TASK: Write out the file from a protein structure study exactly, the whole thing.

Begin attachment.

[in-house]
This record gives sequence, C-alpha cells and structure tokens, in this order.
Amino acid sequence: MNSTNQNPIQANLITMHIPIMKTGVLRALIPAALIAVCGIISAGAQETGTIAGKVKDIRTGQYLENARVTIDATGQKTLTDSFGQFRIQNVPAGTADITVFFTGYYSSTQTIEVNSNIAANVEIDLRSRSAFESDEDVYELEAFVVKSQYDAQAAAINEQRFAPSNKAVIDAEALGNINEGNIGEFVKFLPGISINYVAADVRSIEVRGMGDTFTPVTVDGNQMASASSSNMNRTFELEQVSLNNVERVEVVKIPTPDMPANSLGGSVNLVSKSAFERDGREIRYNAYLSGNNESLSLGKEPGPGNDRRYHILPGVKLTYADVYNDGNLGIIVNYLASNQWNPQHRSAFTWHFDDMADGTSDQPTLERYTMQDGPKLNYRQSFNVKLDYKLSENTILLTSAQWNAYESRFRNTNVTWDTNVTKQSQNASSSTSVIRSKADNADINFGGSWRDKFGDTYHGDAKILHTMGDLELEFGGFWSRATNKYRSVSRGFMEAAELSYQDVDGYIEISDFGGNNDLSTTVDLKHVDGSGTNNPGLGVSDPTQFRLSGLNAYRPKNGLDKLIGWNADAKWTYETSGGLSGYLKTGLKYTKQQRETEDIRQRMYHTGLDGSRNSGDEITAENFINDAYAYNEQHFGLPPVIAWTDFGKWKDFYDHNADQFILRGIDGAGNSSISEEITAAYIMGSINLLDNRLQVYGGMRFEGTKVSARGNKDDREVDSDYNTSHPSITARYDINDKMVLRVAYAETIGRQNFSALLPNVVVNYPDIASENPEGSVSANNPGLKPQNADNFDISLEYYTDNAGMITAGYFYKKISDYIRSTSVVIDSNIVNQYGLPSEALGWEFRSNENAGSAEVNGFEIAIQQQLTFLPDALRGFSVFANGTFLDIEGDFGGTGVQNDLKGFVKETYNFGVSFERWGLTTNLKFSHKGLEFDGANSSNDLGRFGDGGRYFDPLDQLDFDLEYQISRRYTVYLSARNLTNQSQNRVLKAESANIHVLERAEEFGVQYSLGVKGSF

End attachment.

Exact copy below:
[in-house]
This record gives sequence, C-alpha cells and structure tokens, in this order.
Amino acid sequence: MNSTNQNPIQANLITMHIPIMKTGVLRALIPAALIAVCGIISAGAQETGTIAGKVKDIRTGQYLENARVTIDATGQKTLTDSFGQFRIQNVPAGTADITVFFTGYYSSTQTIEVNSNIAANVEIDLRSRSAFESDEDVYELEAFVVKSQYDAQAAAINEQRFAPSNKAVIDAEALGNINEGNIGEFVKFLPGISINYVAADVRSIEVRGMGDTFTPVTVDGNQMASASSSNMNRTFELEQVSLNNVERVEVVKIPTPDMPANSLGGSVNLVSKSAFERDGREIRYNAYLSGNNESLSLGKEPGPGNDRRYHILPGVKLTYADVYNDGNLGIIVNYLASNQWNPQHRSAFTWHFDDMADGTSDQPTLERYTMQDGPKLNYRQSFNVKLDYKLSENTILLTSAQWNAYESRFRNTNVTWDTNVTKQSQNASSSTSVIRSKADNADINFGGSWRDKFGDTYHGDAKILHTMGDLELEFGGFWSRATNKYRSVSRGFMEAAELSYQDVDGYIEISDFGGNNDLSTTVDLKHVDGSGTNNPGLGVSDPTQFRLSGLNAYRPKNGLDKLIGWNADAKWTYETSGGLSGYLKTGLKYTKQQRETEDIRQRMYHTGLDGSRNSGDEITAENFINDAYAYNEQHFGLPPVIAWTDFGKWKDFYDHNADQFILRGIDGAGNSSISEEITAAYIMGSINLLDNRLQVYGGMRFEGTKVSARGNKDDREVDSDYNTSHPSITARYDINDKMVLRVAYAETIGRQNFSALLPNVVVNYPDIASENPEGSVSANNPGLKPQNADNFDISLEYYTDNAGMITAGYFYKKISDYIRSTSVVIDSNIVNQYGLPSEALGWEFRSNENAGSAEVNGFEIAIQQQLTFLPDALRGFSVFANGTFLDIEGDFGGTGVQNDLKGFVKETYNFGVSFERWGLTTNLKFSHKGLEFDGANSSNDLGRFGDGGRYFDPLDQLDFDLEYQISRRYTVYLSARNLTNQSQNRVLKAESANIHVLERAEEFGVQYSLGVKGSF